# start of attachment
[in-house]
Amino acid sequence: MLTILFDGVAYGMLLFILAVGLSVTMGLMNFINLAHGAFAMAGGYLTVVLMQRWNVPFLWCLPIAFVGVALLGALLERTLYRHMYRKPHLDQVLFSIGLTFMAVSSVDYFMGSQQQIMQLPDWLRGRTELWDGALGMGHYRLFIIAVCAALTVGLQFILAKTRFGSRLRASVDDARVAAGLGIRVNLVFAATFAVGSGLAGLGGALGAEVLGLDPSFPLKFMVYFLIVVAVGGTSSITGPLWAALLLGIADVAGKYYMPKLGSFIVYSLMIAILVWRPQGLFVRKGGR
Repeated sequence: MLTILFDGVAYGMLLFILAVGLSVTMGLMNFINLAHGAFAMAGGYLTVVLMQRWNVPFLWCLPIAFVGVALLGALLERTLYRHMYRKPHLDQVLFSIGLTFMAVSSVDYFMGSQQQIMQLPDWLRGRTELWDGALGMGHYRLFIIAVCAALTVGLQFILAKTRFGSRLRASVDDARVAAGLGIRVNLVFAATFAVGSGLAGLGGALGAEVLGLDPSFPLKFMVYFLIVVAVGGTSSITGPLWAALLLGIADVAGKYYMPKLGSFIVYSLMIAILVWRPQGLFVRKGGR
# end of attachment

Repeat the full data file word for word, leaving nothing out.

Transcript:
[in-house]
Amino acid sequence: MLTILFDGVAYGMLLFILAVGLSVTMGLMNFINLAHGAFAMAGGYLTVVLMQRWNVPFLWCLPIAFVGVALLGALLERTLYRHMYRKPHLDQVLFSIGLTFMAVSSVDYFMGSQQQIMQLPDWLRGRTELWDGALGMGHYRLFIIAVCAALTVGLQFILAKTRFGSRLRASVDDARVAAGLGIRVNLVFAATFAVGSGLAGLGGALGAEVLGLDPSFPLKFMVYFLIVVAVGGTSSITGPLWAALLLGIADVAGKYYMPKLGSFIVYSLMIAILVWRPQGLFVRKGGR
Repeated sequence: MLTILFDGVAYGMLLFILAVGLSVTMGLMNFINLAHGAFAMAGGYLTVVLMQRWNVPFLWCLPIAFVGVALLGALLERTLYRHMYRKPHLDQVLFSIGLTFMAVSSVDYFMGSQQQIMQLPDWLRGRTELWDGALGMGHYRLFIIAVCAALTVGLQFILAKTRFGSRLRASVDDARVAAGLGIRVNLVFAATFAVGSGLAGLGGALGAEVLGLDPSFPLKFMVYFLIVVAVGGTSSITGPLWAALLLGIADVAGKYYMPKLGSFIVYSLMIAILVWRPQGLFVRKGGR